Pentagon officials have acknowledged they must recruit more cyber experts to stop hackers from breaching their networks and stealing classified military data.
But they still don't know exactly how many experts they need because they have not created a clear definition of a cyber expert, assigning the title differently across the department, according to Sen. Kirsten Gillibrand (D-N.Y.).
In a strongly worded letter sent Thursday to Defense Secretary Leon Panetta, Gillibrand, a member of the Senate Armed Services Committee, said this confusion is preventing the military from recruiting enough troops for a potential cyber war.
"I continue to be concerned that the lack of cross-cutting, clear definitions of cyber personnel throughout the Defense Department is a significant hindrance to your ability to carry out this significant mission," Gillibrand wrote in the letter to Panetta, which was obtained by The Huffington Post.
The Pentagon has said it has about 90,000 people working on cyber issues, but that number includes IT employees who do maintenance on the department's 7 million computer devices. The exact number of military cyber experts is unclear, partly because the Pentagon uses the term "cyber" for some employees who are not engaged in fighting hackers, according to some experts.
"There are some people classified as 'cyber' who are just IT guys fixing hard drives," one Democratic Hill staffer said. "That's not what cybersecurity is about."
This uncertainty over what "cyber" means is "pervasive" across the Pentagon -- causing confusion not just with staffing, but also with equipment and funding -- and "gravely hampers your ability to build a strong and resilient cyber system," Gillibrand told Panetta in the letter.
She is not the only one to criticize the Pentagon for confusion over its cyber operations. A July report from the Government Accountability Office found "a lack of operational clarity significantly slowed down" the department's response to a 2008 data breach in which an infected flash drive was inserted into a laptop at a military base in the Middle East.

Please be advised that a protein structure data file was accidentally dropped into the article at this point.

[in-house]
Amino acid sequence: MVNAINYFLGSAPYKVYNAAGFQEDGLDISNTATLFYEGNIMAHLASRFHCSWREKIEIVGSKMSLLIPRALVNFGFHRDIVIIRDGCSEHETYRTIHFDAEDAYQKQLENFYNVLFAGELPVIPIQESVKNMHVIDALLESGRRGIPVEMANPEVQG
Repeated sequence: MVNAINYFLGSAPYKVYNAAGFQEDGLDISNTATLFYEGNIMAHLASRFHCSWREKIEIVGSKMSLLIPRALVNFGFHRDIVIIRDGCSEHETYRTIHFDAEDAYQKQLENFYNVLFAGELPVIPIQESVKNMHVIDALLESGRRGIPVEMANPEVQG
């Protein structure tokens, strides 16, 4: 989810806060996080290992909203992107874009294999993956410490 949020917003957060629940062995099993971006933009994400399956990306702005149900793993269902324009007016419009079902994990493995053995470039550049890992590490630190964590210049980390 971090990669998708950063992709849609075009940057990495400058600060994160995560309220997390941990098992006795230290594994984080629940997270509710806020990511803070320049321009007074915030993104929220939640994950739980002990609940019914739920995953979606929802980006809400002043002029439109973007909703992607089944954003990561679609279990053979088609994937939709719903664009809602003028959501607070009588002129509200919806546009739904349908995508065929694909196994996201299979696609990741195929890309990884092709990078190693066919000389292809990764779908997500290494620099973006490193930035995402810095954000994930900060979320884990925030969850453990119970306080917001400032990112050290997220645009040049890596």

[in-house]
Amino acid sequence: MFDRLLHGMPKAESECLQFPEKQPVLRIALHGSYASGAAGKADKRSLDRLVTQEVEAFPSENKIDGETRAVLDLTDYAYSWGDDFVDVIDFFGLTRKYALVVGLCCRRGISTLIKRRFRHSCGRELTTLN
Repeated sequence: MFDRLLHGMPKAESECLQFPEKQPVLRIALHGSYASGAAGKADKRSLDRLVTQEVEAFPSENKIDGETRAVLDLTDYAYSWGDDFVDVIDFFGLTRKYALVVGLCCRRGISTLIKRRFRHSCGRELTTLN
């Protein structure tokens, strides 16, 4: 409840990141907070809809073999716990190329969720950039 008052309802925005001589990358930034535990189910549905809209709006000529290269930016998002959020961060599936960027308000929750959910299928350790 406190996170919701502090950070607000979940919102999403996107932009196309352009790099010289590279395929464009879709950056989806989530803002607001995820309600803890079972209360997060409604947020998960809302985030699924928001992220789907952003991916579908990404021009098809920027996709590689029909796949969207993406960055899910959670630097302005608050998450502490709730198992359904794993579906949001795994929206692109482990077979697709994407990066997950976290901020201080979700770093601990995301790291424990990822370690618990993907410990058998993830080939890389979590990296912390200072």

The GAO report also found that the Pentagon has not conducted a comprehensive assessment of cybersecurity gaps and that the meaning of a "cyber force" is not uniformly defined across the agency.
As the Pentagon has worked to increase the ranks of cyber experts, foreign hackers have targeted military computer networks with increased frequency, most notably stealing more than 24,000 files containing classified information this spring from the Defense Department.
Over the past few years, the Pentagon has reorganized itself to better address growing threats from foreign hackers, in particular launching the U.S. Cyber Command to take the lead role on cyber operations.
But concerns remain about a shortage of cyber experts. The National Security Agency, which plays a large role in the Pentagon's cyber efforts, has said it planned to hire about 1,500 people last year and another 1,500 this year. In August, officials from the Pentagon, among other federal officials, attended the DefCon hacker conference in Las Vegas in search of new recruits.
In June, Gillibrand proposed legislation that would direct the Pentagon to review its need for more cyber experts and to consider creating a "Cyber ROTC" to address the shortage.
"Given that our fundamental 'weapon' in the cyber arena is a talented, patriotic and well trained cyber expert, our ability to recruit, train and maintain cyber personnel is critical to this mission," Gillibrand wrote in the letter.